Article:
Hello, everyone!
Wanna buy carbon credit btx, but not sure which size is mine. I'm 156lbs (71kg), height 168cm, not fat. According for gnu size chart it is 153cm gnu carbon credit for me. Is it right choice if I want to learn freestyle easy jumps? Also I can't understand should I spend extra money for buying there new asym carbon credit or I can buy 2016 carbon credit (not asym) since there're no real difference for intermediate rider?
Thanks for any answers!
Hi Katsura,

STOKED that you are getting a new deck! Rider height is not a factor in board sizing but foot size is a big one. Please post up your barefoot measurements so we can get you some good suggestions. Please measure your foot using this method:

Kick your heel (barefoot please, no socks) back against a wall. Mark the floor exactly at the tip of your toe (the one that sticks out furthest - which toe this is will vary by rider). Measure from the mark on the floor to the wall. That is your foot length and is the only measurement that you will want to use. Measure in centimeters if possible, but if not, take inches and multiply by 2.54 (example: an 11.25 inch foot x 2.54 = 28.57 centimeters).
Hi, Wiredsport!
I've measured my foot and it's 26.2cm. Also I have vans snowboard boots and it's 9 size (US I guess). So, which one Carbon Credit is mine? :)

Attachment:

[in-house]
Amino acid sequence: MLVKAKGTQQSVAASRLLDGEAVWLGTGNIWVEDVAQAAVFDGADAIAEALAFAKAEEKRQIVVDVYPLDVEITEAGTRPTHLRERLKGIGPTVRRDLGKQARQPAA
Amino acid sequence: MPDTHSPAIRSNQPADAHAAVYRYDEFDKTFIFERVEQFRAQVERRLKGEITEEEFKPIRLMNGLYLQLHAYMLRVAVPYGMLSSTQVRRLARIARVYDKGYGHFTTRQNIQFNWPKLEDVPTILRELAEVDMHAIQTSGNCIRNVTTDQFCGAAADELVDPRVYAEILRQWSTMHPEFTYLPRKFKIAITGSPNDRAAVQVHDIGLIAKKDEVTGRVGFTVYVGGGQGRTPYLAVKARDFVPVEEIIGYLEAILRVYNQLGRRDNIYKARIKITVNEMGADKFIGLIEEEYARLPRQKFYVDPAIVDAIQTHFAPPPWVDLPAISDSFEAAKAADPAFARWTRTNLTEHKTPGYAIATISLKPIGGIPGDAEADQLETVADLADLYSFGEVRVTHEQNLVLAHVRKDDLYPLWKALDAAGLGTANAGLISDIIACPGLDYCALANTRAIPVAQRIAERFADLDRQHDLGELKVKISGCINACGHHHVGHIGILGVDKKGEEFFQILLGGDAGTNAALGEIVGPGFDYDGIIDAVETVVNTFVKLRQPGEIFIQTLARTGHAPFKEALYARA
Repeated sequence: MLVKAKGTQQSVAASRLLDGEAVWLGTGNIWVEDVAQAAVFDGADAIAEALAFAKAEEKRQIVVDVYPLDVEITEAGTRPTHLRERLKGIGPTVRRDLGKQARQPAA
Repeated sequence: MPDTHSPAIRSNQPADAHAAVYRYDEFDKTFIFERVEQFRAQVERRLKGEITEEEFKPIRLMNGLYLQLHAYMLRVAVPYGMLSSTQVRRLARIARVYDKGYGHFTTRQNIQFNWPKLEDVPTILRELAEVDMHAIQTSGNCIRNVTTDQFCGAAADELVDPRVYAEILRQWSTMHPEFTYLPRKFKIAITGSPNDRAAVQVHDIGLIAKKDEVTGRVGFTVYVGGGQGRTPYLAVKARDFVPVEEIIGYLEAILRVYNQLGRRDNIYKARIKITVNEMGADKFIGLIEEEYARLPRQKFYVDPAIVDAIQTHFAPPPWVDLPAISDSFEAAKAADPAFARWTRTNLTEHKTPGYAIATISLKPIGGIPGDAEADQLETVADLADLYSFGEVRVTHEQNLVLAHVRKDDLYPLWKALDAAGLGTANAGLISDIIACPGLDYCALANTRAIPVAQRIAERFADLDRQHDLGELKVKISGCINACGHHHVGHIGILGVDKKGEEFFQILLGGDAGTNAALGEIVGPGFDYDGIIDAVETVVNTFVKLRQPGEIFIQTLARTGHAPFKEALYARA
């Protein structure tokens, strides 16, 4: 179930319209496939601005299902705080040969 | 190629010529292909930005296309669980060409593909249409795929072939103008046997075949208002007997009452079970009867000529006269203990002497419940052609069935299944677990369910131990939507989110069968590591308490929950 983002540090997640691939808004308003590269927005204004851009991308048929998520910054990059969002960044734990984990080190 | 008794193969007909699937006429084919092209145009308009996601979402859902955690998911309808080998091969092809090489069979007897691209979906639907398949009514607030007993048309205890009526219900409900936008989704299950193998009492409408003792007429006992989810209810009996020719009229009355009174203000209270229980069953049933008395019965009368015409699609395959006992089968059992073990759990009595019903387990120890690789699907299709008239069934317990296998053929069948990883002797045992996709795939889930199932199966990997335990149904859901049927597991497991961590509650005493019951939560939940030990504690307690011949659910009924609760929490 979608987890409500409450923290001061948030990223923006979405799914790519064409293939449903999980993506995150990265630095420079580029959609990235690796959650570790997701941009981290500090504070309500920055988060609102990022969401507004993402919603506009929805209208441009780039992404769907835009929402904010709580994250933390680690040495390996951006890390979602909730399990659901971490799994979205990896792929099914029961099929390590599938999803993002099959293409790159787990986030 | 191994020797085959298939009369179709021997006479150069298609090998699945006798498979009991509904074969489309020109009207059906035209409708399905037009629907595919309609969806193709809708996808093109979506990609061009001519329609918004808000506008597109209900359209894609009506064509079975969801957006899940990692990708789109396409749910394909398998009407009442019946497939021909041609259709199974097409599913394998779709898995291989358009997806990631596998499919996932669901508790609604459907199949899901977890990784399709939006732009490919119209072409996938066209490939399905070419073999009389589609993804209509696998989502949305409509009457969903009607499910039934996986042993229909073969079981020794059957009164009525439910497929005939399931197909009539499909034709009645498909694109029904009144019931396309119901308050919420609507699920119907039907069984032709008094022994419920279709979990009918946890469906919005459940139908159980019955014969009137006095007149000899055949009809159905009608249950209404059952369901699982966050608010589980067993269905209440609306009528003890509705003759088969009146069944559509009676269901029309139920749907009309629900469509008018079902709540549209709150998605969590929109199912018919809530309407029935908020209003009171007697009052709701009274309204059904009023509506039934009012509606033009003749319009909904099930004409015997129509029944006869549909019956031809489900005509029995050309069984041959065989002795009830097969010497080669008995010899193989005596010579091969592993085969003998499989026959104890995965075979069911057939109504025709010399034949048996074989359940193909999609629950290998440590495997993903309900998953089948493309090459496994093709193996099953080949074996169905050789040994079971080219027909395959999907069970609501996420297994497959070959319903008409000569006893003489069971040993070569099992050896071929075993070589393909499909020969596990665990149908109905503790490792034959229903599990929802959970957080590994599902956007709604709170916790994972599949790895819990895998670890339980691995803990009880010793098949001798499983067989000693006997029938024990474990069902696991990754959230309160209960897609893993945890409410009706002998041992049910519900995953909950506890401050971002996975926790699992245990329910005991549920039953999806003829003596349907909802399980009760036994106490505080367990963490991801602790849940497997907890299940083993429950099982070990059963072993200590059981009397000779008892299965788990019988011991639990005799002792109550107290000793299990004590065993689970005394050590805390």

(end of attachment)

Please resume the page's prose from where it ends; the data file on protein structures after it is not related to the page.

26.2 cm is Mondo 265 or on the low end of the measurement range for size 8.5 in snowboard boots. The Carbon Credit 153 will work for you if you ride at very straight angles and/or narrow stance width. If you ride at higher degree angles and at the reference width or wider then your toes and heels will be within the confines of the board (which is a performance killer). In that instance I would suggest that you drop down to the 150 cm size.

My current angles are +24/-15 (kind of weird duck stance) - is it high degree? Afraid to buy 150 since GNU size chart says it's to small for my weight (71kg + cloth, boots, etc). Also my stance is not wide and not too narrow (not sure how to mease it).
Hi, Gnu has the weight range at 90-160 + which has you within the core range of the 150. At your stance angles your toes and heels will be well within the confines of the edges on the 153 and just at the edges with the 150. This is a balance between weight and foot size.